The report, titled “Safety at Any Price: Assessing the Impact of Homeland Security Spending in U.S. Cities,” focuses on Homeland Security’s Urban Area Security Initiative (UASI).
“Since 2003, DHS has spent $35 billion on grant programs that were intended to make Americans safer from terrorist attacks,” a spokesman for Sen. Coburn wrote in an email. “But DHS failed to establish goals or metrics to ensure that funds were used to make Americans safe and cannot say how much safer we are today after spending $35 billion.”
The report says the UASI grant program has ballooned beyond its original intent and lacks the oversight and rigorous measurements needed to determine its effectiveness.
The report also points out numerous examples of wasteful and inappropriate spending by grant recipients.
One example of wasteful spending highlighted by the report is a security conference for which the grant money paid the $1,000 entrance fee.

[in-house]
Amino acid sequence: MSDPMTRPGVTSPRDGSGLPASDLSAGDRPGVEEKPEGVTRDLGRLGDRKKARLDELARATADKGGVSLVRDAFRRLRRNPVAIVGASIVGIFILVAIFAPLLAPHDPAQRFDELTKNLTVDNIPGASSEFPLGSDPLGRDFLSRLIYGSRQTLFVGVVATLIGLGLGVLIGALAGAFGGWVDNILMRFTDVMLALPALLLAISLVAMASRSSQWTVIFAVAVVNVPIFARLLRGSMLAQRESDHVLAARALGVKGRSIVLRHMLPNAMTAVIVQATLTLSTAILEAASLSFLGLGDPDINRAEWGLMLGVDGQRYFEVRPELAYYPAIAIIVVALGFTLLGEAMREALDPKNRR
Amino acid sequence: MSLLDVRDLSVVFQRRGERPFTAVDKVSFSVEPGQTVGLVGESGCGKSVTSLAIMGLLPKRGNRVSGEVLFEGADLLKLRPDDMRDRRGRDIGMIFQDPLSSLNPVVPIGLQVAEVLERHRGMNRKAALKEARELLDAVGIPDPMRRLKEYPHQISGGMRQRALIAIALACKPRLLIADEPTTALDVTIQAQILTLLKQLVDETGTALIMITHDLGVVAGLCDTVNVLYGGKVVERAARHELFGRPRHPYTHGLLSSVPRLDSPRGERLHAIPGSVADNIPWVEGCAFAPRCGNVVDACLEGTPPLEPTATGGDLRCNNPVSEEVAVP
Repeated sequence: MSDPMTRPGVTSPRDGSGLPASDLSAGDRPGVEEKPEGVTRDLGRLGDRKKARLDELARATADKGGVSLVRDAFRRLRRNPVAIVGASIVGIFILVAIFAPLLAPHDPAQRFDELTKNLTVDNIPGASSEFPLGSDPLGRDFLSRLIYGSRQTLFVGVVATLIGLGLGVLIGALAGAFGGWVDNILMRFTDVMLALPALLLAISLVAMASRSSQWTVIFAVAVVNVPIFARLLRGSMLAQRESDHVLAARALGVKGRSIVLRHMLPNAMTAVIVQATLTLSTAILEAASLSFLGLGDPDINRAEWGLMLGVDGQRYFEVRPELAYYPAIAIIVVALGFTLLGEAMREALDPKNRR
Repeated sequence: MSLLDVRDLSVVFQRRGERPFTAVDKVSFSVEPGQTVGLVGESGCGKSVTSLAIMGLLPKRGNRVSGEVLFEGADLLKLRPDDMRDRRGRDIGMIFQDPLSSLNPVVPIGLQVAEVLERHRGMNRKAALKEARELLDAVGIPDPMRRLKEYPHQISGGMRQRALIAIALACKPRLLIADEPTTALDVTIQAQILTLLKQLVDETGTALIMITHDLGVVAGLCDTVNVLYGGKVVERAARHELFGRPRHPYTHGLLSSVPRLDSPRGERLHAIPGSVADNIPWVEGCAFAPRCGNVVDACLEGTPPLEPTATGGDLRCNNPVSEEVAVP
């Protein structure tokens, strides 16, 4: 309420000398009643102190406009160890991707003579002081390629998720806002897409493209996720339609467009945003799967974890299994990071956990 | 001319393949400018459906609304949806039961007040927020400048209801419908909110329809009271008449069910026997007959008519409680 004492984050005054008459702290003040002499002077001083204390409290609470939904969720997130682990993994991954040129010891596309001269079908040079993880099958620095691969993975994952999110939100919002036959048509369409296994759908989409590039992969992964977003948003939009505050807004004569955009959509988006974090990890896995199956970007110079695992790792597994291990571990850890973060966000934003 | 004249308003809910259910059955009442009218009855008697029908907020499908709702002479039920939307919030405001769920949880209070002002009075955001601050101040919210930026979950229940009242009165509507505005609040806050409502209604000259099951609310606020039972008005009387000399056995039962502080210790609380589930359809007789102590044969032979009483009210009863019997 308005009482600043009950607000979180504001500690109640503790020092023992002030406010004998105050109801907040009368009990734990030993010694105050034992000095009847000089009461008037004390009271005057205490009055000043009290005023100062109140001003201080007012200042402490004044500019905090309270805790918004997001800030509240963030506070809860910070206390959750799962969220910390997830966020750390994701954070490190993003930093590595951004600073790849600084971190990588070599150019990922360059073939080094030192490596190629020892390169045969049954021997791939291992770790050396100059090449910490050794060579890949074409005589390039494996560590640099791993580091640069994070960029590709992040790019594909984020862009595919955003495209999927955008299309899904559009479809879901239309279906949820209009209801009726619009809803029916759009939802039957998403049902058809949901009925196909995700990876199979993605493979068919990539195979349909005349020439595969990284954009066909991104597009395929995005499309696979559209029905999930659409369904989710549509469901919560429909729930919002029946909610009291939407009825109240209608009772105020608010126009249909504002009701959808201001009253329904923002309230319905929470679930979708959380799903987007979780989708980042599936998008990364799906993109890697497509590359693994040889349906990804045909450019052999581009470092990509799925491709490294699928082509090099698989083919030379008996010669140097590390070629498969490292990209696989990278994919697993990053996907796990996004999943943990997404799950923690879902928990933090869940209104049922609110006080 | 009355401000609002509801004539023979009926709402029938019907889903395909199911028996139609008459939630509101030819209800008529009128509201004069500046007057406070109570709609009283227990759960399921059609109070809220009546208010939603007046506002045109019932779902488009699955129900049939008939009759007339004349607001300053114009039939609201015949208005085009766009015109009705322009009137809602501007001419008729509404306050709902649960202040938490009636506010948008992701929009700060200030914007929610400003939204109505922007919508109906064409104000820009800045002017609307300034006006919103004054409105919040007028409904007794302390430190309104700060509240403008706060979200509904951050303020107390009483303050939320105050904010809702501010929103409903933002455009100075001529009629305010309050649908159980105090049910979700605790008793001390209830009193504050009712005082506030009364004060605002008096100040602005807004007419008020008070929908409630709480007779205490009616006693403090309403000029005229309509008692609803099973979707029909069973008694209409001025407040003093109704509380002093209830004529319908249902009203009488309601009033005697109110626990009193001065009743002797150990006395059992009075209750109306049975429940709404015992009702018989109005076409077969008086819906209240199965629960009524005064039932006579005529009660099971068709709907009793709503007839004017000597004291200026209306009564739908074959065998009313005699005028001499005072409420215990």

The centerpiece of the conference was a “zombie apocalypse” demonstration where a “tactical training firm” staged a live simulated response to a zombie attack. “Conference attendees were invited to watch the shows as part of their education in emergency response training,” the report says.
“The administration is seeking $1.5 billion for its state and local grant programs—a nearly 40 percent increase over its FY2011 funding level” this year despite problems with the grant allocation process, according to the report.
The “agency characterized the grants as a stimulus package, which it argued was needed given the ‘current economic situation and the need for further fiscal stimulus,’” earlier this year.
Read More: Free Beacon